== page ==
TransUnion: Credit Reports & Scores Guide

Do you have a credit card? Or a loan? If you have any type of credit, your credit information is being reported to the three major credit bureaus—Equifax, TransUnion and Experian.

You might be wondering exactly how credit bureaus work. Don’t worry. We’re going to delve into TransUnion to give you a closer look. TransUnion provides credit reporting services, on top of other credit-related products for consumers and businesses. Keep reading to learn more about TransUnion.

About TransUnion

So you probably already know a little about TransUnion. It’s a major credit bureau that’s responsible for furnishing credit reports. When your credit report is requested by businesses or creditors, TransUnion will be one of the most common three possible credit bureaus to supply your report. It’ll be the information in this report that will be used to calculate your credit score.

But TransUnion also offers a number of other products, like identity protection and credit lock. While some of the services TransUnion provides are free, you’ll have to pay for others.

A Brief History of TransUnion

TransUnion began in the 1960s. Originally called Union Tank Car Company, the company leased railcars to other businesses. It created TransUnion in 1968 and acquired the Credit Bureau of Cook County in 1969.

TransUnion began to digitize credit data early on to reduce the time it took to update consumer files. It also started working on a national credit reporting bureau. Up until this time, credit reporting agencies tended to be regional or local.

Currently, TransUnion offers services across the globe. Its products are available in 30 countries.

How Does TransUnion Determine My TransUnion Credit Score?

Credit scores are created via formulas based on credit score models. There are several models that are pretty common, like FICO® and VantageScore®. TransUnion uses VantageScore 3.0.

To compile your VantageScore 3.0 score, a lot of information is collected about your credit and financial history. Some factors that go into the score include:

  • If you pay your bills on time
  • How much credit you use
  • What types of credit you use
  • How long you’ve had credit
  • Whether you’re constantly applying for credit

TransUnion bases your credit score on your credit history. That data comes from information reported to TransUnion by creditors and others.

Since not all creditors report to all three major credit bureaus, TransUnion might have slightly different information about you than Equifax or Experian do. That can mean your score is a little different with each of those bureaus. So it’s important to look at all of your scores to get a full picture of what your credit score looks like to potential lenders.

Whether you can get credit depends on where your credit score falls. If your credit score is in the good or excellent range, you have a better chance at being approved at lower interest rates.

According to TransUnion, VantageScore 3.0 has the following categories:

Credit Score Grade

VantageScore 3.0 Range











Credit Monitoring Products by TransUnion

TransUnion can provide your score to creditors, employers and other requesting agencies when you give permission. It also provides free credit reports annually to anyone who requests their file.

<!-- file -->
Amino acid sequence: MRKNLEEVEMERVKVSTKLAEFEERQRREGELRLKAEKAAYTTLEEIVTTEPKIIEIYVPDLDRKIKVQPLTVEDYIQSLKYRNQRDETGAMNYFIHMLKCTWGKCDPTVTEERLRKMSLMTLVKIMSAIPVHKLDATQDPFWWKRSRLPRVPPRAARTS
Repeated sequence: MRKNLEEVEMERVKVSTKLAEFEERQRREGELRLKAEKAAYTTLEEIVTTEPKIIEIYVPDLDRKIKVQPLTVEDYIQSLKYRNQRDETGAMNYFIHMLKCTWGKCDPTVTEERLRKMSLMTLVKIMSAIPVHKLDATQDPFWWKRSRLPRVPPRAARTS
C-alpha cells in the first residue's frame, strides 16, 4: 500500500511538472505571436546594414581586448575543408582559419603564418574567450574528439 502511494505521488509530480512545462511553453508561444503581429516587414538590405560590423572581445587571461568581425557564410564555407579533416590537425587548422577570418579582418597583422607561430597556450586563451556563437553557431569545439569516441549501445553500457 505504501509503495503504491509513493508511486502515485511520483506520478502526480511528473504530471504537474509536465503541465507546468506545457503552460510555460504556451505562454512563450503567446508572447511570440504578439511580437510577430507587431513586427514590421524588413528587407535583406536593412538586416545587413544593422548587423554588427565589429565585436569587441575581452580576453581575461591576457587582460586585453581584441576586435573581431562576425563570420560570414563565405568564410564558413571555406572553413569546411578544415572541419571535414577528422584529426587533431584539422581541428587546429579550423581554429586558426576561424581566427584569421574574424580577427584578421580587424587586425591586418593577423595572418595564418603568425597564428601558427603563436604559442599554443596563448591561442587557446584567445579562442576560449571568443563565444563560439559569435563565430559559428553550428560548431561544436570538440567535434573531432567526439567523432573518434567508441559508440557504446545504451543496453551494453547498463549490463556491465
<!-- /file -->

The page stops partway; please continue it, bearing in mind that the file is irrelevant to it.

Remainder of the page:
Like we mentioned before, TransUnion provides other products that can help you manage your credit. TransUnion Credit Monitoring costs $24.95 per month. It includes the products and services below.

  • Credit protection. Get instant emails and notifications when someone accesses your credit report, especially for the purpose of applying for credit in your name. This helps you know if someone is trying to steal your identity and understand how many hard inquiries are hitting your report.
  • Credit Score Simulator. Find out how your TransUnion score might change given different events or scenarios. This analysis tool helps you plan financially for the future.
  • CreditCompass®. Get tips for positively impacting your score by making proactive changes to certain areas of your credit history.
  • Credit Lock Plus. Lock or unlock your credit report with TransUnion and Equifax. You can lock your credit report so no one can pull it, and unlock it temporarily when you want to apply for credit yourself.
  • ID Theft Protection. Credit monitoring customers receive access to an ID theft helpline and potential ID theft insurance.

Other Products and Free Services from TransUnion

TransUnion also offers free TrueIdentity protection. You can lock your TransUnion credit report, see information about your credit report and get information alerts about changes in your credit.

Consumers can also access free credit education articles on TransUnion’s site. TransUnion also offers some products for private business and public sectors.

TransUnion Contact Information

TransUnion provides a number of contact methods for its customers and general consumers. General support can be reached Monday through Friday from 8 a.m. to 11 p.m. ET at (833) 395-6938. To dispute something on your credit report, you can create an online account.

The Bottom Line on TransUnion Services

The services cost just under $25 a month, which isn’t a huge amount for the peace of mind that credit monitoring can bring. But you can also sign up for services that provide this type of information for free. For example,’s free Credit Report Card lets you access your Experian credit score and get guidance about how you’re doing in the five major areas that impact your score.

TransUnion provides useful free services, like access to your credit score and an annual look at your credit report. And for under $25 a month, you can get access to their credit monitoring products.

If you’re looking for a free service that gives you additional insight into your credit report, check out our free Credit Report Card.